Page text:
This is another Dragonwood egg report… we haven’t had one in a while. In short, February has been nothing short of amazing. In the first week of February the hens were laying about 6 eggs a day (range 3-8) and had been doing so since November. It’s now the 26th of February as I write this, and today we got 26 eggs. That’s an increase of about one egg a day for three weeks straight! Go ladies go!
For reference, this is the way egg season seems to work. As the hours of daylight get longer, the ladies lay more eggs, more frequently, and as the hours of daylight wane across the summer, the egg laying falters. For us, it means eggs start coming back in February, peak in June, and start waning in earnest come September. From mid-October to late-February we don’t get enough eggs to sell, and barely enough to eat ourselves (and an occasional dozen for nearby family). In mid-summer, we get roughly 2/3 production daily - two of three hens lay each day.
Our flocks are pretty naturalized… we don’t give them artificial light or artificial anything during the winter to force them through molting faster or to stimulate laying. The most artificiality they get from us is that a couple times a winter when the temperature at night is going to fall below zero we might turn on a heat lamp for the coldest hours.
By contrast, it’s standard practice at egg farms to completely manage lighting cycles for hens so that they lay as many eggs as possible with as little seasonal downtime as possible. This is equivalent to cracking the whip over those slave hens. The hens have a brief molting period artificially imposed, and then it’s back to work.
Them: Egg Slave Factory Farms.
Us: Hey, take four months off, you deserve it. Thanks for all the hard work.
So, now it’s February and the eggses are landing. We’ve got lots of teeny pullet eggs coming in from the new flock we raised last fall, as well as increasing numbers of large eggs from the older ladies. This photo is the first dozen eggs I collected today, laid out in the fresh snow on our picnic table.
We get so used to our big eggs that we think the pullet eggs are just SO TEENY that we call them “culls” and never sell them to anyone. But I began wondering, just how small are these eggs? And how big are the big ones? So I got out the market scale to measure a few, and now I can quantificate our eggsitential nature for your edification.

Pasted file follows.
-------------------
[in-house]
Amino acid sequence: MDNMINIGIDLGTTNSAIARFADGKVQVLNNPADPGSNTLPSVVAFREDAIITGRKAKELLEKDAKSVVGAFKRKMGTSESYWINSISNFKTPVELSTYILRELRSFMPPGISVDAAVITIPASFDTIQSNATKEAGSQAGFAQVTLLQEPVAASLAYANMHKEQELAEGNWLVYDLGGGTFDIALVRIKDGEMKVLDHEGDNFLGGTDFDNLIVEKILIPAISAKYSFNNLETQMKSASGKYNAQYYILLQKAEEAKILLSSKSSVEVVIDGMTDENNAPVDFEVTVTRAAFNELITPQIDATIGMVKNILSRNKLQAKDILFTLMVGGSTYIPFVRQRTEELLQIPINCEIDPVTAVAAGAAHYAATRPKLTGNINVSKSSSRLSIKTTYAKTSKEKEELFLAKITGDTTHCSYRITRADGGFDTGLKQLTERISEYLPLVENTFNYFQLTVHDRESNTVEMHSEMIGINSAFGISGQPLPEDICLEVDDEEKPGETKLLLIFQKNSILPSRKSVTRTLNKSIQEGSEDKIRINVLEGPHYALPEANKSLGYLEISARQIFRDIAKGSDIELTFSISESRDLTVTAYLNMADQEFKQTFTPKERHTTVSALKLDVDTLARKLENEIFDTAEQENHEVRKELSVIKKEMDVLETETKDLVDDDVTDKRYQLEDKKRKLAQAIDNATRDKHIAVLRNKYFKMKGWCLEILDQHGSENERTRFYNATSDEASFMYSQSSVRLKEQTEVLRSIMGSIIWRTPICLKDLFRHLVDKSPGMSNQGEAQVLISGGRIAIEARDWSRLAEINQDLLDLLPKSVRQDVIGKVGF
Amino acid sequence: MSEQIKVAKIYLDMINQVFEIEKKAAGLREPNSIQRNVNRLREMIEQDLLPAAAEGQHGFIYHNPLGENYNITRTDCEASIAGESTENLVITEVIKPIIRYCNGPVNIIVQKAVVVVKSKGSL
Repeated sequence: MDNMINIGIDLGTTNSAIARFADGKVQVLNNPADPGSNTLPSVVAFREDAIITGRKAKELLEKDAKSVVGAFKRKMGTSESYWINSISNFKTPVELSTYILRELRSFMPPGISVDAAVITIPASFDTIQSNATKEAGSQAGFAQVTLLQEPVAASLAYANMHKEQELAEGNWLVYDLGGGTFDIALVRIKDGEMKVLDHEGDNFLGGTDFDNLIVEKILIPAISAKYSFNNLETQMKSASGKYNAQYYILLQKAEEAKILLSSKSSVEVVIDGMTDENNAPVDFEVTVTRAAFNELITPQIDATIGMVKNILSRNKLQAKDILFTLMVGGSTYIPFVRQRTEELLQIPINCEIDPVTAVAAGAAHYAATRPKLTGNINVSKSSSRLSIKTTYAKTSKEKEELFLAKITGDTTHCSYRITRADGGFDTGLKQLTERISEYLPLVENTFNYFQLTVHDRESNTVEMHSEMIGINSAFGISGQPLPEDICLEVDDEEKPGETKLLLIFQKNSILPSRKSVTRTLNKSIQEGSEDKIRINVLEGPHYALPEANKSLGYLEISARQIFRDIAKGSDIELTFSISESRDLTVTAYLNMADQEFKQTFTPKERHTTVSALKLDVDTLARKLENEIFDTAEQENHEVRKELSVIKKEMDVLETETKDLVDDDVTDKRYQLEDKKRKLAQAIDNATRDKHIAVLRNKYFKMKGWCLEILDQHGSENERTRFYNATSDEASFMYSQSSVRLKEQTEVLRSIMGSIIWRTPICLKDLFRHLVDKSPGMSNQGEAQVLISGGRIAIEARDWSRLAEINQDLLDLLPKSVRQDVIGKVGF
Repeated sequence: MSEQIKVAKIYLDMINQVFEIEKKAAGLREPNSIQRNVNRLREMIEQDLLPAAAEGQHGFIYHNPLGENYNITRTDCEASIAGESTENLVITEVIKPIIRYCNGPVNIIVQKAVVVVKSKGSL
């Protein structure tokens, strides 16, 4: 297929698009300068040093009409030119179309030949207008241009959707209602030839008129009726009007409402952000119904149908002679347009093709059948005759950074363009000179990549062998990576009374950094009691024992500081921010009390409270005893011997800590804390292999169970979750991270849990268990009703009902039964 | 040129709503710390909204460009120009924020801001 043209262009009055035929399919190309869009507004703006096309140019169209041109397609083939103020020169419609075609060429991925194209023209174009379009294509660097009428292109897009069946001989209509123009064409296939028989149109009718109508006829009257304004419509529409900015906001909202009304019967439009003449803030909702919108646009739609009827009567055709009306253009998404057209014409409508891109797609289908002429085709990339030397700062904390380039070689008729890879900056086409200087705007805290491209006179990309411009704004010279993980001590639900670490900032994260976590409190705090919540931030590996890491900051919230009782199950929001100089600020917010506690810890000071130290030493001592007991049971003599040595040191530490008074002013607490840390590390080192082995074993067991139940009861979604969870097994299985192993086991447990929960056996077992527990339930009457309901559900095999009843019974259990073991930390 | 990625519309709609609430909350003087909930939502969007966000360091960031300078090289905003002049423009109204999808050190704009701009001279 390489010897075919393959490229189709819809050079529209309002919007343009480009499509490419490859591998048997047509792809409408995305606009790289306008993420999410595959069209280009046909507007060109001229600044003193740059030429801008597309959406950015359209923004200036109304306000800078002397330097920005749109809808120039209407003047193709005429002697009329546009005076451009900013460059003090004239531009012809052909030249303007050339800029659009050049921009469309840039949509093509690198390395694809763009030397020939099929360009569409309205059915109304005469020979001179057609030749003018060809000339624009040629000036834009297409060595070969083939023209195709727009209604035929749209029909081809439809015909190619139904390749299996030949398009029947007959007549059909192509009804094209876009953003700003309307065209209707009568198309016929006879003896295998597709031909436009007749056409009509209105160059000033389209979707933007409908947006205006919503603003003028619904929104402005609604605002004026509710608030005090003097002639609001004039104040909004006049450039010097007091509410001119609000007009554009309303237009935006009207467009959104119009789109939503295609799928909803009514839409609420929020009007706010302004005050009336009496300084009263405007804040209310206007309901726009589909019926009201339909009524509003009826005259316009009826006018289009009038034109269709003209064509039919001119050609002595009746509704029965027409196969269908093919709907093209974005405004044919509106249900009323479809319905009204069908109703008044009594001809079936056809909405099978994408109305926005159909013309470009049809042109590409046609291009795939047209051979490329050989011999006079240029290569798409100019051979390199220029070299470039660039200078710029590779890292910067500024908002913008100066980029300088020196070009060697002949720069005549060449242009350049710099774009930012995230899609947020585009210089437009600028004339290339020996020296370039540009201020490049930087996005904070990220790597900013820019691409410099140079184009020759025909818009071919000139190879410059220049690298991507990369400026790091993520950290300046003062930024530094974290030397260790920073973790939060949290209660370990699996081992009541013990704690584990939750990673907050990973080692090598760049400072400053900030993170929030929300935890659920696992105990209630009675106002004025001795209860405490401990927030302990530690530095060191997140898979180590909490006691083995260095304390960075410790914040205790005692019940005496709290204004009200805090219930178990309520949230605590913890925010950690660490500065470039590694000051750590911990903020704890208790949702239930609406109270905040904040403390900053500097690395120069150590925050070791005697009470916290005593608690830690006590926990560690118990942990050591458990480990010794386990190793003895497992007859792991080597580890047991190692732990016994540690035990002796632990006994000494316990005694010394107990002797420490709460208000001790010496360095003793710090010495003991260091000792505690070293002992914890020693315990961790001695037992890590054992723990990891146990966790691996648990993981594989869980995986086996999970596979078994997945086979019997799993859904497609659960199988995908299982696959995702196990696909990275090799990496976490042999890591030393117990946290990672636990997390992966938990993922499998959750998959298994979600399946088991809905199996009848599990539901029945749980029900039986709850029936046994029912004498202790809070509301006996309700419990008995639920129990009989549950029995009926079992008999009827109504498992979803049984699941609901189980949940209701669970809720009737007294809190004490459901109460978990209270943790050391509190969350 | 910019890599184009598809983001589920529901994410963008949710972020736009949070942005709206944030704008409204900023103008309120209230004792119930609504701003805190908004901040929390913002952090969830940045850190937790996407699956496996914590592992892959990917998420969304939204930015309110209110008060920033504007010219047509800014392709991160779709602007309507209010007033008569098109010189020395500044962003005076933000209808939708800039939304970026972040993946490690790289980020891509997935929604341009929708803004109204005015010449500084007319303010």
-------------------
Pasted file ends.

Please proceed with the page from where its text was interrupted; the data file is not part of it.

Our littlest pullet eggs: 6 of them weighed in at 9.8 oz. That means a dozen would weigh in at 19.6 ounces… not bad.
Our big bruiser eggs: today’s biggest three eggs weighed 8.4 oz together. That means a dozen would weigh about 33.2 oz. Wow.
Last fall I measured a couple of our average dozen we were selling at the Westside Farmer’s Market in Ann Arbor. The dozens (with a range of all our sizes except for “culls”) averaged a hair over 30 oz.
Perspective? At yer local store where sellers have to actually sort them by size and such, the size categories are: small (18 oz), medium (21 oz), large (24 oz), extra large (27 oz), and jumbo (30 oz).
Holy ostrich, Batman! Our teeniest pullet eggs are halfway between small and medium. Our average dozen we sell are jumbos. What does that make our real bigguns? Extra jumbo? Super jumbo? Ginormous?
And then talk about yer bargain pricing. We sold eggs last year for $4 a dozen. Chemical free, free-ranging, practically pets, beautiful browns and greens and blues in the jumbo size for $4. By comparison, you can drop in at the People’s Food Co-op and get somebody else’s eggs there that look just like ours, browns and blues and greens all pretty, for $5.75 a dozen, in the “large” size. Large. That’s 24 oz of eggs. Dragonwood’s Dozen, by comparison, is running 25% more egg (30 vs 24 oz) for about 25% less, which works out precisely to… oh, that’s not easy math. Instead, those eggs from somebody else would only be about $3.25 at the pricing scale we use, not $5.75. And if we sold our eggs at somebody else’s price, our jumbo dozens should cost about $7.20 per dozen, instead of $4.
Get yer Dragonwood Bargain Basement Eggs now! Whoohoo!